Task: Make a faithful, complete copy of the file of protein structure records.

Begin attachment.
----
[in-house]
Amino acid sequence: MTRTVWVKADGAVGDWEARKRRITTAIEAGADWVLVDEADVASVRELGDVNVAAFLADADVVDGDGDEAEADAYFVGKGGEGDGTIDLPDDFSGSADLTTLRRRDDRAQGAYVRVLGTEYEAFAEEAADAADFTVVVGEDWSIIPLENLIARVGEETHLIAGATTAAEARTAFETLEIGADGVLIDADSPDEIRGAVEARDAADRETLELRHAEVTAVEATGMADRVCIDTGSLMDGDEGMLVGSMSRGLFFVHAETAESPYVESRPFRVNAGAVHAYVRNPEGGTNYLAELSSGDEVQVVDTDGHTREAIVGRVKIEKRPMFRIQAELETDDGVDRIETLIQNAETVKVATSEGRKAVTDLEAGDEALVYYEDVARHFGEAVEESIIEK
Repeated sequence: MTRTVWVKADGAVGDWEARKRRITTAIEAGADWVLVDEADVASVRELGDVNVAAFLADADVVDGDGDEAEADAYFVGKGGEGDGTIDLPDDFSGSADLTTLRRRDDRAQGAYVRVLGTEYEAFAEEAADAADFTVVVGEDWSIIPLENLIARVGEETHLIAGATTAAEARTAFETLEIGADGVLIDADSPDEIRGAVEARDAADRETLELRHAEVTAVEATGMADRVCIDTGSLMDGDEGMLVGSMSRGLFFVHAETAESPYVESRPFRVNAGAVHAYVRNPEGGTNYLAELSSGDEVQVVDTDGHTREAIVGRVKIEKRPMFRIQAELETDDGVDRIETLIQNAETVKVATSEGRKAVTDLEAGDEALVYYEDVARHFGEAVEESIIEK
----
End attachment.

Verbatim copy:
[in-house]
Amino acid sequence: MTRTVWVKADGAVGDWEARKRRITTAIEAGADWVLVDEADVASVRELGDVNVAAFLADADVVDGDGDEAEADAYFVGKGGEGDGTIDLPDDFSGSADLTTLRRRDDRAQGAYVRVLGTEYEAFAEEAADAADFTVVVGEDWSIIPLENLIARVGEETHLIAGATTAAEARTAFETLEIGADGVLIDADSPDEIRGAVEARDAADRETLELRHAEVTAVEATGMADRVCIDTGSLMDGDEGMLVGSMSRGLFFVHAETAESPYVESRPFRVNAGAVHAYVRNPEGGTNYLAELSSGDEVQVVDTDGHTREAIVGRVKIEKRPMFRIQAELETDDGVDRIETLIQNAETVKVATSEGRKAVTDLEAGDEALVYYEDVARHFGEAVEESIIEK
Repeated sequence: MTRTVWVKADGAVGDWEARKRRITTAIEAGADWVLVDEADVASVRELGDVNVAAFLADADVVDGDGDEAEADAYFVGKGGEGDGTIDLPDDFSGSADLTTLRRRDDRAQGAYVRVLGTEYEAFAEEAADAADFTVVVGEDWSIIPLENLIARVGEETHLIAGATTAAEARTAFETLEIGADGVLIDADSPDEIRGAVEARDAADRETLELRHAEVTAVEATGMADRVCIDTGSLMDGDEGMLVGSMSRGLFFVHAETAESPYVESRPFRVNAGAVHAYVRNPEGGTNYLAELSSGDEVQVVDTDGHTREAIVGRVKIEKRPMFRIQAELETDDGVDRIETLIQNAETVKVATSEGRKAVTDLEAGDEALVYYEDVARHFGEAVEESIIEK